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Innovative MB Graziers Honoured

Three Manitoba beef producers who have demonstrated excellence in the development and implementation of grazing systems were recently recognized for their achievements at the Manitoba Grazing School, organised by the Manitoba Forage Council and Manitoba Agriculture.

Chapman Farms of Virden, Rob and Charlene Graham of Holland and the Bos Family Farm at Rapid City, were recognized as 2010 Graziers of the Year for their innovations in management and production practices which contribute to profitable, sustainable, environmentally sound farming operations.


The Chapman family farm has grown from a father and two sons operation in 1961 to a multiple generation farm of two brothers, Darren and Parry, a cousin, Rob, his nephew, Justin, and Rob’s brother-in- law, Jeff Elliott. They crop 12,500 acres, hay 1,800 acres and graze 500 cows/calves on 3,400 acres of pasture.

The farm grows commercial hay for sale, staying with small, square bales, as a portion of their production is marketed to specialty clients in Canada and the U.S. The farm converted to zero till in 2004, and employs various environmentally beneficial practices to the livestock operation, such as twice over rotational grazing and bale grazing. The Chapmans have greatly increased the carrying capacity of their land by making the bale grazed areas more productive thanks to the recapture of manure nutrients recycled through the herd. Sites are also chosen carefully to avoid surface water contamination. The beef cattle also make use of the non-dairy quality hay from their commercial hay enterprise.

The Chapmans are adept at finding practical (and often low cost) solutions to problems. They constructed their hay sheds from locally available oil fitting pipe and developed labour-saving devices for loading hay bales. They use airplane cable and steel posts for their paddock fences. The troughs for their solar watering systems, which are also a part of their riparian management efforts, are fashioned from many recycled items such as old anhydrous ammonia tanks cut in half. Their creativity and expertise at integrating different aspects of their operation have played a big part in earning them the Graziers of the Year award.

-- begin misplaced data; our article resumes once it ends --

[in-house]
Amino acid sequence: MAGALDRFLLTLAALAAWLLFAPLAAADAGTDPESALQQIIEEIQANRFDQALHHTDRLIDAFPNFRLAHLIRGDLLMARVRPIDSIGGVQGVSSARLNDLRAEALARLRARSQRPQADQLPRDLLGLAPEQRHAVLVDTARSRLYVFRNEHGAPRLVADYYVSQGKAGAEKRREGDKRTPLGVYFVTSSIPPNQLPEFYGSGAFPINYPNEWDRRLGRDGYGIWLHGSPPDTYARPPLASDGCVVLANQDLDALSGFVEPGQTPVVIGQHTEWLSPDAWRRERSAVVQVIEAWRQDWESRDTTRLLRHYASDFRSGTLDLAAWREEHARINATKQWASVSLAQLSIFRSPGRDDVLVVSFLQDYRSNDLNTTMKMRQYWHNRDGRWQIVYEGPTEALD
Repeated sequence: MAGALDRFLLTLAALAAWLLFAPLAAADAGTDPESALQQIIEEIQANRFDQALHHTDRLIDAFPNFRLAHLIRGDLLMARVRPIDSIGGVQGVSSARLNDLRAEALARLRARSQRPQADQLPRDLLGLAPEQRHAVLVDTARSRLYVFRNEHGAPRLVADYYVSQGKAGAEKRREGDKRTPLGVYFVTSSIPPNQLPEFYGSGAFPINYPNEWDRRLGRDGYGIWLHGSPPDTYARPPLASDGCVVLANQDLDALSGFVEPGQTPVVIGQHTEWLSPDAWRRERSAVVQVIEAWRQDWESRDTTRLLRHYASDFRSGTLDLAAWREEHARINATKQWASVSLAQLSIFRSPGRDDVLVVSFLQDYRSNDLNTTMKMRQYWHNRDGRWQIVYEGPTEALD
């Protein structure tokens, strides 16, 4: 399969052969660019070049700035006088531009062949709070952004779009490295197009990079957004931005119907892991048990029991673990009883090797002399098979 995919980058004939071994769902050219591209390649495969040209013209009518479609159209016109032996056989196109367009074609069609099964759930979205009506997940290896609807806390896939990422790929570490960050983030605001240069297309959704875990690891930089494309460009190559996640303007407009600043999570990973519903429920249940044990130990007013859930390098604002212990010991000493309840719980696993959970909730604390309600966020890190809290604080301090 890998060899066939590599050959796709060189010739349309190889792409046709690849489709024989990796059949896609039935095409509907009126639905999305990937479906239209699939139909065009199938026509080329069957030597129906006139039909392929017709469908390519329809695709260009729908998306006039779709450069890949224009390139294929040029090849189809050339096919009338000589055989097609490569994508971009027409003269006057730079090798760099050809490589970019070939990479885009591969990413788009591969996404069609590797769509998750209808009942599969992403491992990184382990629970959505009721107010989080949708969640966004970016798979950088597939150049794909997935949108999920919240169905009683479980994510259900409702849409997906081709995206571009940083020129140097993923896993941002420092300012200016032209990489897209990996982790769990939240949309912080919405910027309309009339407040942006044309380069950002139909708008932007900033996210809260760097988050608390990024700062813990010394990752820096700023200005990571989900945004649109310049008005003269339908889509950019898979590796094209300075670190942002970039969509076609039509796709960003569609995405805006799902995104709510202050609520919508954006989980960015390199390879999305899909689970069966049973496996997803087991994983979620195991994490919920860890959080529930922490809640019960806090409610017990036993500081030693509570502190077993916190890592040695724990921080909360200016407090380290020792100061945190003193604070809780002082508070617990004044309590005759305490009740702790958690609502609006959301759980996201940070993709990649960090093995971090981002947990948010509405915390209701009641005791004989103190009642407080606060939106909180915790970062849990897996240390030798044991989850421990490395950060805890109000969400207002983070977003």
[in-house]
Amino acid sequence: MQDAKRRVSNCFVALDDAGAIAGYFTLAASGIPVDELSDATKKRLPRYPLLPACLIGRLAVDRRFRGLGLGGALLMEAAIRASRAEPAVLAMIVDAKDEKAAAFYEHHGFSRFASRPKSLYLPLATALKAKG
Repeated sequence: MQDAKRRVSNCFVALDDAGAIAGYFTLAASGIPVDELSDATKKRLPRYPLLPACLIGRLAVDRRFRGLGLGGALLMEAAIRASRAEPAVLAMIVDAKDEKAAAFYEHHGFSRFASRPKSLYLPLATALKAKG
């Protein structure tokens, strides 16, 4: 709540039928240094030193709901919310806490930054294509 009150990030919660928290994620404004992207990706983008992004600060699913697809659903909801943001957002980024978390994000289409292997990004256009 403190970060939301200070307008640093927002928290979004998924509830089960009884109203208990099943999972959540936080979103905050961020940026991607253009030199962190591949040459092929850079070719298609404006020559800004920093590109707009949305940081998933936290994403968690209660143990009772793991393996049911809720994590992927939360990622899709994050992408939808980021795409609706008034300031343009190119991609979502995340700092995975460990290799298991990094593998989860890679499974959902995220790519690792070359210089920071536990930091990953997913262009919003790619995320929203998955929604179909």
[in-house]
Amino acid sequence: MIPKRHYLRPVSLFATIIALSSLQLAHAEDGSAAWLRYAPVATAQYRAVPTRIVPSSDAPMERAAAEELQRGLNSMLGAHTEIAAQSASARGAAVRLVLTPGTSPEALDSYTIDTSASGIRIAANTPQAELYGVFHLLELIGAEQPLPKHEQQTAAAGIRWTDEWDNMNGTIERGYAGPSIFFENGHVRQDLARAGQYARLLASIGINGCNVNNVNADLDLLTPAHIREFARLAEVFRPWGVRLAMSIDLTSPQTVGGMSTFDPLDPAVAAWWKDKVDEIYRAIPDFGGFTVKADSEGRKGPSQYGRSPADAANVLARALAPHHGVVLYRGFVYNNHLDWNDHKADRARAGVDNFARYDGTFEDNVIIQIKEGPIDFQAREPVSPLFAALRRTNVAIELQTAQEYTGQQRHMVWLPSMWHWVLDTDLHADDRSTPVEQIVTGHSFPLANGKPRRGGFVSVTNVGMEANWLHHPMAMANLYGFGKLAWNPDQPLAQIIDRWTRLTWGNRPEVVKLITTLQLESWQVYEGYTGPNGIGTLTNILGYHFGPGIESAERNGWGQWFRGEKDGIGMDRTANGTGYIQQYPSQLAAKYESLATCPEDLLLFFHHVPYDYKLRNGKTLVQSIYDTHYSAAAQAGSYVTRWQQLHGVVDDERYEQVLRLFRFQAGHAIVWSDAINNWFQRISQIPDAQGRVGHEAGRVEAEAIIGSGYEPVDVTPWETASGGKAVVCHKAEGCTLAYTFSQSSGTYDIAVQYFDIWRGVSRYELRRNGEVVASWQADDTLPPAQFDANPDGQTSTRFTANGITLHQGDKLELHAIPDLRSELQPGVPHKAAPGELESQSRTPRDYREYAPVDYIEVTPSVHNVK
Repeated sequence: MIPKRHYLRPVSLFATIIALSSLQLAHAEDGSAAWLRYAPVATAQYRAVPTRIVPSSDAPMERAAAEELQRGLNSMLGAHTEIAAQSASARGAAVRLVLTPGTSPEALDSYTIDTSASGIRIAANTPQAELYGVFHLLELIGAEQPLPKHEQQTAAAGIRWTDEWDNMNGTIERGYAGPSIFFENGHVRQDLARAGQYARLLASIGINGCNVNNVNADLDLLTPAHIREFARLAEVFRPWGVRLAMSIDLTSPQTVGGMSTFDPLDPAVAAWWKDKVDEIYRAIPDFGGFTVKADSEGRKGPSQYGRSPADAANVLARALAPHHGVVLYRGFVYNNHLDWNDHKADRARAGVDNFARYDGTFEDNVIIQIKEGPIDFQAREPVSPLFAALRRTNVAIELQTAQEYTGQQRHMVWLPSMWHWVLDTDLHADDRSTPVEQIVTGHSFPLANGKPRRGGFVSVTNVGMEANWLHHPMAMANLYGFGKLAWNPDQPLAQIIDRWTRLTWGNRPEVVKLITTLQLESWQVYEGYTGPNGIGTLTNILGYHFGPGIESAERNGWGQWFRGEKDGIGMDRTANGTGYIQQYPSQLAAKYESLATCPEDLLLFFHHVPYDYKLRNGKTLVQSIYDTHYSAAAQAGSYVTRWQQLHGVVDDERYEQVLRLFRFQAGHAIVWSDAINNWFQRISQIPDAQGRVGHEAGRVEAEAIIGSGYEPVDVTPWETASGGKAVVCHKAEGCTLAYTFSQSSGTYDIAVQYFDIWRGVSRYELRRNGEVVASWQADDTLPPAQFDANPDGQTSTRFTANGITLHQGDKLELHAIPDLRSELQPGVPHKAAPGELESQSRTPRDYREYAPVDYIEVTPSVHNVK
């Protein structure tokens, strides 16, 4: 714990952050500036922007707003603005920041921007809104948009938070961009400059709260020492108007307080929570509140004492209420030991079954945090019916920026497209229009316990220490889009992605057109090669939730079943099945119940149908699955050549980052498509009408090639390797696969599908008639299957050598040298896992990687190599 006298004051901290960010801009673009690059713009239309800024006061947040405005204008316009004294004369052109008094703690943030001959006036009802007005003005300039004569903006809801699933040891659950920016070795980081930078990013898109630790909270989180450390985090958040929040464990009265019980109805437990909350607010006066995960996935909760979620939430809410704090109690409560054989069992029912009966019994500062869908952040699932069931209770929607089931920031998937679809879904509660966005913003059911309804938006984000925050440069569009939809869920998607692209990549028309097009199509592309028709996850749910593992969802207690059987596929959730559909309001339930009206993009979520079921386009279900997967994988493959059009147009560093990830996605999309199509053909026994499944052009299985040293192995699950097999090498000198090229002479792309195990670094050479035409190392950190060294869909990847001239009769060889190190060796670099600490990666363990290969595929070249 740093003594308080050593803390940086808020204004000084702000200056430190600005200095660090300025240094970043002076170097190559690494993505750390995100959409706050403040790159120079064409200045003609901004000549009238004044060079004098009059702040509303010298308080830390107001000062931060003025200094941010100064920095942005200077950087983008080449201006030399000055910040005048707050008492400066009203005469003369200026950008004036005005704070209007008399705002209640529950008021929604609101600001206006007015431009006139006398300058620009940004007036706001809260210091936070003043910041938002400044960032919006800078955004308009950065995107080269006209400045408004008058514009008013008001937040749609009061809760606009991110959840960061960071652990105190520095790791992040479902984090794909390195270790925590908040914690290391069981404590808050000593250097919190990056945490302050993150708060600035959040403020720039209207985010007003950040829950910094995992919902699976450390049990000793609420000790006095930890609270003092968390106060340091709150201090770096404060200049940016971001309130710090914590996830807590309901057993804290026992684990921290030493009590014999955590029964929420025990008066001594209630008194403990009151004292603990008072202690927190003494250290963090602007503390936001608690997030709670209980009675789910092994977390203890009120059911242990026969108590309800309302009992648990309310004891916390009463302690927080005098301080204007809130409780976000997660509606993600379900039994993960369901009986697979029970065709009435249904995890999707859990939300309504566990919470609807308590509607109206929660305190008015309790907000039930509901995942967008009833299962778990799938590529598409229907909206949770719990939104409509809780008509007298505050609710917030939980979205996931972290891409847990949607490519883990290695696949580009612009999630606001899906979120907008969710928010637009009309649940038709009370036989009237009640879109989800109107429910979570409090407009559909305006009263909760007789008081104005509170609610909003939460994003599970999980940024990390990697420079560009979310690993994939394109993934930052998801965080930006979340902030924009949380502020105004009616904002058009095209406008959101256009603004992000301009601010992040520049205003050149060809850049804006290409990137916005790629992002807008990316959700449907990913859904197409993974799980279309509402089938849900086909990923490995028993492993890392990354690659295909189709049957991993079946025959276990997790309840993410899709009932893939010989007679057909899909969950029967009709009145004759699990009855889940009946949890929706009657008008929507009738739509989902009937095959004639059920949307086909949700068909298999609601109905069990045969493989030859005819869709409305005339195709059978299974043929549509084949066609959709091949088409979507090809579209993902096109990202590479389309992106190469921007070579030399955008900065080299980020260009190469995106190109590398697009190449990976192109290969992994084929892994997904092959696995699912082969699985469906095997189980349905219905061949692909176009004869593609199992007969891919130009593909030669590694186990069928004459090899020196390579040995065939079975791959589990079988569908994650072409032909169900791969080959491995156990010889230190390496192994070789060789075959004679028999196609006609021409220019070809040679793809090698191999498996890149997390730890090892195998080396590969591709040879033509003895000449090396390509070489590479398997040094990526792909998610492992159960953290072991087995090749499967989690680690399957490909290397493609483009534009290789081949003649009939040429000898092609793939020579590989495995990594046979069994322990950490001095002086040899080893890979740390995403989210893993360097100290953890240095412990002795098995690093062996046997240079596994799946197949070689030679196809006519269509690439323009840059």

The Grahams run a 275 cow-calf herd of mostly Hereford and Charolais cross cattle on 3,200 acres of mainly native, sandhill pasture. They have developed an innovative, year-round, rotational grazing system.

The pasture is divided into seven paddocks to accomodate their twice over summer grazing and also incorporates solar-watering systems. They began corn grazing two years ago, seeding vetch with the corn to increase protein levels. They have even grazed their cows successfully on barley regrowth. Their swath and bale-grazing sites are in an isolated location, so they set up the system ahead of time and can graze the cattle throughout the late fall and winter without the use of a tractor. They move fences every three to five days, use snow as a water source, and maintain lots of shelterbelts for protection from the elements.

With no centralized holding or confinement areas on the farm, cattle remain out on pasture, which helps ensure all nutrients stay on the land. Rob generally allocates 35 lbs. of dry matter hay per cow for a three-day period, but adjusts the amount as needed to meet additional nutritional needs when the weather is colder. The cattle are brought home to calve in March and then put on stockpiled forage until new growth on pastures are ready.

The main pasture is east of Spruce Woods Provincial Park and brush control is important to maintain grass production. The Grahams had a roller/chopper for brush control custom made and use other tools such as controlled burns, some herbicides and a higher stocking rate to help keep brush under control.


Gerald and Jeannie Bos returned to Gerald’s family farm in 1990 and have increased the herd of breeding cows from 100 to 315 head. During that time (and especially since taking the Ranching for Profit course about five years ago), Gerald has made changes on the 3,400 acre farm which include switching from winter calving to May/June calving. He also turned all grain land into pasture and has implemented rotational grazing with paddocks rested for 25 to 60 days between grazings.

He has just more than 1,000 acres in hay production for winter feeding and bale feeds the cows using a modified bale-grazing system. As needed, he supplements the bales with a ration of hay or straw, all supplied on the bale-grazing site. By keeping cattle on the field all nutrients from manure go back into the soil. With properly managed bale and pasture grazing, Bos now has 2,400 acres of pasture completely input free.

Along with forages, Bos also supplies four to five pounds of screening pellet ration to calves daily. He built an attachment for the front-end loader, which deposits about 30 pound piles every 15 feet.

Gerald usually produces enough feed to background an additional 600 to 700 steers as well as his own heifers and calves, which are generally sold in August by a tender process. Gerald gives buyers a week view steers at the farm before bids close. After steers are sold, buyers have a week to pick them up.

The 2010 Graziers of the Year awards were sponsored by Kane Veterinary Supplies Ltd., Feed Rite and Virden Animal Hospital.

AngelaLovellisafreelancewriterbasedin Manitou,Manitoba

About the author


Angela Lovell

Angela Lovell is a freelance writer based in Manitou, Manitoba. Visit her website at or follow her on Twitter @angelalovell10.



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